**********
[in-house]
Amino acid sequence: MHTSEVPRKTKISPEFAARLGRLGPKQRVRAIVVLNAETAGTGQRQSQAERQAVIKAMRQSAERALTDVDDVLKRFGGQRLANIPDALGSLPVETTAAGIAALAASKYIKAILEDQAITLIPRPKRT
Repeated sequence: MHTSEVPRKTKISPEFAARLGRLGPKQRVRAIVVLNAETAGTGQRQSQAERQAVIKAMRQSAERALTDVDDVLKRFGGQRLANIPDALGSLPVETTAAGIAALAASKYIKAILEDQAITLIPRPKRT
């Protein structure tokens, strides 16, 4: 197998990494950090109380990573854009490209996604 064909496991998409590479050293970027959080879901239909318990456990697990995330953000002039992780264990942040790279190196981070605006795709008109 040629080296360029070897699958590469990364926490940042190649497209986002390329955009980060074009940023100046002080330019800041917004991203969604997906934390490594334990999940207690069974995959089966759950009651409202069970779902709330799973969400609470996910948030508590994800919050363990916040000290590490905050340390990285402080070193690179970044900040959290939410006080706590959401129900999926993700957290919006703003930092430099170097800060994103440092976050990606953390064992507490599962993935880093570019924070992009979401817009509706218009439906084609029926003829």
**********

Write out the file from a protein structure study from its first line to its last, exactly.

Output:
[in-house]
Amino acid sequence: MHTSEVPRKTKISPEFAARLGRLGPKQRVRAIVVLNAETAGTGQRQSQAERQAVIKAMRQSAERALTDVDDVLKRFGGQRLANIPDALGSLPVETTAAGIAALAASKYIKAILEDQAITLIPRPKRT
Repeated sequence: MHTSEVPRKTKISPEFAARLGRLGPKQRVRAIVVLNAETAGTGQRQSQAERQAVIKAMRQSAERALTDVDDVLKRFGGQRLANIPDALGSLPVETTAAGIAALAASKYIKAILEDQAITLIPRPKRT
């Protein structure tokens, strides 16, 4: 197998990494950090109380990573854009490209996604 064909496991998409590479050293970027959080879901239909318990456990697990995330953000002039992780264990942040790279190196981070605006795709008109 040629080296360029070897699958590469990364926490940042190649497209986002390329955009980060074009940023100046002080330019800041917004991203969604997906934390490594334990999940207690069974995959089966759950009651409202069970779902709330799973969400609470996910948030508590994800919050363990916040000290590490905050340390990285402080070193690179970044900040959290939410006080706590959401129900999926993700957290919006703003930092430099170097800060994103440092976050990606953390064992507490599962993935880093570019924070992009979401817009509706218009439906084609029926003829």